Title of study: Benefit of combined extracorporeal shock wave and bone marrow-derived endothelial progenitor cells in protection against critical limb ischemia in rats
Authors: Kuo-Ho Yeh, MD; Jiunn-Jye Sheu, MD; Yu-Chun Lin, PhD; Cheuk-Kwan Sun, MD, PhD; Li-Teh Chang, PhD;
Ying-Hsien Kao, PhD; Chia-Hong Yen, PhD; Pei-Lin Shao, PhD; Tzu-Hsien Tsai, MD; Yung-Lung Chen, MD;
Sarah Chua, MD; Steve Leu, PhD; Hon-Kan Yip, MD
This study published in the journal Stem Cells Translational Medicine shows that a combination of shockwave therapy and stem cells derived from bone marrow can enhance protection against critical limb ischemia in rats.
The study divided male Sprague-Dawley rats into five groups: a sham control group, a group treated with culture medium, a group treated with stem cells, a group treated with shockwave therapy, and a group treated with a combination of stem cells and shockwave therapy. By day 21, the group treated with the combination of stem cells and shockwave therapy showed the most significant improvements in blood flow and protein expression levels.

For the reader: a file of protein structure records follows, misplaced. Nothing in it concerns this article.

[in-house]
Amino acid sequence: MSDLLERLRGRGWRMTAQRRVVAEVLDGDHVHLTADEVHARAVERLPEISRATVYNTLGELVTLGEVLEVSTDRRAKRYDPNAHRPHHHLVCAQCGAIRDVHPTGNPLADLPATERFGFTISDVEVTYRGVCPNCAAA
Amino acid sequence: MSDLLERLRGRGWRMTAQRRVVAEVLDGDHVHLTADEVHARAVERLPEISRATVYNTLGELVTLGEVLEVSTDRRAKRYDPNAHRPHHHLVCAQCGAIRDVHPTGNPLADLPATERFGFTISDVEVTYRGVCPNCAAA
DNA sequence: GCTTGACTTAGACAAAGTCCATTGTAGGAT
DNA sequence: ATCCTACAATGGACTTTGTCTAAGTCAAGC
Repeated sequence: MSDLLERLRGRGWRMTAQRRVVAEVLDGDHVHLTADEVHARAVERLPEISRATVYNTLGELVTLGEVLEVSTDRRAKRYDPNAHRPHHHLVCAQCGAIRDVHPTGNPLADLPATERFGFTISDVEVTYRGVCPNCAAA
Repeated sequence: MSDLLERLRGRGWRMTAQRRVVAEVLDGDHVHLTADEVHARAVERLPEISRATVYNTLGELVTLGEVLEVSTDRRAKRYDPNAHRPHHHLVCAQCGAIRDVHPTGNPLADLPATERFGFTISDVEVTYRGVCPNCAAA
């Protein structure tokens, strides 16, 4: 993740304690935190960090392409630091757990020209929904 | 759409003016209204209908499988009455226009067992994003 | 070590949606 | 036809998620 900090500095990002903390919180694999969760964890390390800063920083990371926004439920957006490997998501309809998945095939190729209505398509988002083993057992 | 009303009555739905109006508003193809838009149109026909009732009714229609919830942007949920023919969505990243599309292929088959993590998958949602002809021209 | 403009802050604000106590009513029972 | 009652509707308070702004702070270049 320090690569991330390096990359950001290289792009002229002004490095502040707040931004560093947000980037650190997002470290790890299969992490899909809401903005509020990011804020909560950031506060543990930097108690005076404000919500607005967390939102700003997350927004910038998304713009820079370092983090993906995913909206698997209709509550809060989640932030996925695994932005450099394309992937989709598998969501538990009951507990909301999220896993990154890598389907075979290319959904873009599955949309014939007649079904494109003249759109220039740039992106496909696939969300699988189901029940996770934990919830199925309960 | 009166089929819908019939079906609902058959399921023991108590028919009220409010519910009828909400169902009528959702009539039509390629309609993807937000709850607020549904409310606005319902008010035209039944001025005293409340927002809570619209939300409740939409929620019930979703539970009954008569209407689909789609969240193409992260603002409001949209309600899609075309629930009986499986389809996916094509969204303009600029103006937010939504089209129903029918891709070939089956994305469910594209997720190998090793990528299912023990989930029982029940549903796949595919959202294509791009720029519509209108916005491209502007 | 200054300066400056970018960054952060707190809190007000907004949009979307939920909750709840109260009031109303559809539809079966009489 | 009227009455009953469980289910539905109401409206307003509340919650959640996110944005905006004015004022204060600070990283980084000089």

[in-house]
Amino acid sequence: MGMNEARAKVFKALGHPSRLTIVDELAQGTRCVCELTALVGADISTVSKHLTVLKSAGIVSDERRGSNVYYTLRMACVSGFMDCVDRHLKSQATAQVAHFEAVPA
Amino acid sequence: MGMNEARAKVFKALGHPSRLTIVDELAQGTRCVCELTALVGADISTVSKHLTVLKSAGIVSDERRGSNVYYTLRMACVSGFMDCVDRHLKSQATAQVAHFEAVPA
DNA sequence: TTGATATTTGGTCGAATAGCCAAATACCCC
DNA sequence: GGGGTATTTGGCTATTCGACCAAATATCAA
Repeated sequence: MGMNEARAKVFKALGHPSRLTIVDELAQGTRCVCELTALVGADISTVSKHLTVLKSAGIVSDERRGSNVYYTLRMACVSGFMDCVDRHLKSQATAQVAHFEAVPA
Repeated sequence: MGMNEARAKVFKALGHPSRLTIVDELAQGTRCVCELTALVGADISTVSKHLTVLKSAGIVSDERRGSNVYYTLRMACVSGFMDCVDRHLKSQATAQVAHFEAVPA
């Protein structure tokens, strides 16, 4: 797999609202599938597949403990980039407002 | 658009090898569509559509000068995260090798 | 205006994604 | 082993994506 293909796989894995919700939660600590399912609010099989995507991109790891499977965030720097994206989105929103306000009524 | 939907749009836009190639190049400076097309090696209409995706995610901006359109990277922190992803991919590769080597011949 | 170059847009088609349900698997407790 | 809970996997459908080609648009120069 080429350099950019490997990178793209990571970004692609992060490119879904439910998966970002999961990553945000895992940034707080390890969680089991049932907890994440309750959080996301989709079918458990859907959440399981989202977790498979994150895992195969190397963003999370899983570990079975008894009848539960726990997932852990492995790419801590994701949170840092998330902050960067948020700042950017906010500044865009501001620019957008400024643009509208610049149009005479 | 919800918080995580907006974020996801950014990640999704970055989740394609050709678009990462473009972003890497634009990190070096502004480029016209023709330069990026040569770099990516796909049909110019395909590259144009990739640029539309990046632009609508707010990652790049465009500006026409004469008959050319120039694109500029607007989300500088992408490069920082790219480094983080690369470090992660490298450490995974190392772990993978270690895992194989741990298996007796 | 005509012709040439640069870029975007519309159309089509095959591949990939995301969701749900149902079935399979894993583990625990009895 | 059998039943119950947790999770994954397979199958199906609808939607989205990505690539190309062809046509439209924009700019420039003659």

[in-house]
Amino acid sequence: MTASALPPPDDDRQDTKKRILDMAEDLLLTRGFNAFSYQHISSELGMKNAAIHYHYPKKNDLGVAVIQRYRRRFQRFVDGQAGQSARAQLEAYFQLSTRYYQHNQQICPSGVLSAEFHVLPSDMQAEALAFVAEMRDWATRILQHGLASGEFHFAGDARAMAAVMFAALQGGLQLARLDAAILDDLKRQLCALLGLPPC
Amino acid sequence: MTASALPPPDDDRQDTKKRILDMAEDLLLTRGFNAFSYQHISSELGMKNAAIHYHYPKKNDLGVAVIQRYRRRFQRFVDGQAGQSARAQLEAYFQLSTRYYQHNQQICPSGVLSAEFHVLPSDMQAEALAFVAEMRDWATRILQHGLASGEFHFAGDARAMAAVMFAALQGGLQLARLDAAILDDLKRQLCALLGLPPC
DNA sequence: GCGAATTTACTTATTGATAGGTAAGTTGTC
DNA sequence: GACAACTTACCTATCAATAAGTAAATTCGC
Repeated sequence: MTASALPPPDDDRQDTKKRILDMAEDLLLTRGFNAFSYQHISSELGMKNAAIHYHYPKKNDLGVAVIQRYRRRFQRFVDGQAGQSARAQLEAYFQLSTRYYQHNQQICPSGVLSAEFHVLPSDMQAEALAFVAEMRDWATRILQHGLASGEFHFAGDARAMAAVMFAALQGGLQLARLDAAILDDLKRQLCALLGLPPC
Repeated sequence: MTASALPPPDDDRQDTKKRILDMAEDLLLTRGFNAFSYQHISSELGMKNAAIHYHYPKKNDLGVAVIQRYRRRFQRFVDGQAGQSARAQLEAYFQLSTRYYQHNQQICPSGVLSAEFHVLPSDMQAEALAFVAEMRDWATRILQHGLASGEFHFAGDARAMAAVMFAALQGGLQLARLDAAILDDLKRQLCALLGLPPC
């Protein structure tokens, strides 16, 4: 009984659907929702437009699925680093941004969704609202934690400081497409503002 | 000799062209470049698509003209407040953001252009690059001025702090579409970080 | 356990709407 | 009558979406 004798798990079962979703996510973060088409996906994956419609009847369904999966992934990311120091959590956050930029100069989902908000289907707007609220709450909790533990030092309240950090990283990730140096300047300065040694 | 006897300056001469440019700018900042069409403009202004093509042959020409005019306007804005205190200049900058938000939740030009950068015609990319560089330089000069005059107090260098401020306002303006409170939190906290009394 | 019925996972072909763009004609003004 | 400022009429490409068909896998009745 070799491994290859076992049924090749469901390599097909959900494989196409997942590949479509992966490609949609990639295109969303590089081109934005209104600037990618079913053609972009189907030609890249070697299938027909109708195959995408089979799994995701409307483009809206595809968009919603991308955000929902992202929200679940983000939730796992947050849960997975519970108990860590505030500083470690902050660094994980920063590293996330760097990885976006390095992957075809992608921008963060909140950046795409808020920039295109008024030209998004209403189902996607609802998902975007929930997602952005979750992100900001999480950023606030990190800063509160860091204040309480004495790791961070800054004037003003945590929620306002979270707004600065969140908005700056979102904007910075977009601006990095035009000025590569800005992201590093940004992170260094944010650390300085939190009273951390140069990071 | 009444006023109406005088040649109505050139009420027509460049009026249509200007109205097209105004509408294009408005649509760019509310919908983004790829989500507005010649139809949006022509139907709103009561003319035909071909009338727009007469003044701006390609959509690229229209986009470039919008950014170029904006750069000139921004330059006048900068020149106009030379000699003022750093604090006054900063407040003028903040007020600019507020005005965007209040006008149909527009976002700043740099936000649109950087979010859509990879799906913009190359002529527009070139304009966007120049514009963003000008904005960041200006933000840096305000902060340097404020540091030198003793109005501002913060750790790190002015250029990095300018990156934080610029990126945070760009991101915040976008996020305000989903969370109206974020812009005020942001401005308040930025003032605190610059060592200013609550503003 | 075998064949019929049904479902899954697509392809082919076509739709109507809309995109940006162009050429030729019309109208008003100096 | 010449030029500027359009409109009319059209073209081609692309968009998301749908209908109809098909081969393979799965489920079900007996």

The combination treatment led to higher expression levels of mitochondrial cytochrome c, stromal cell-derived factor-1, C-X-C chemokine receptor type 4, vascular endothelial growth factor, and endothelial nitric oxide synthase, which are all important for improving ischemia. Additionally, the group treated with the combination showed reduced levels of proinflammatory and apoptotic biomarkers and oxidative stress.
The study’s findings suggest that the combination of stem cells and shockwave therapy can improve critical limb ischemia more effectively than either treatment alone. This is significant because critical limb ischemia is a severe condition that can lead to amputation if left untreated. While more research is needed, this study provides hope for potential new treatments for this condition.
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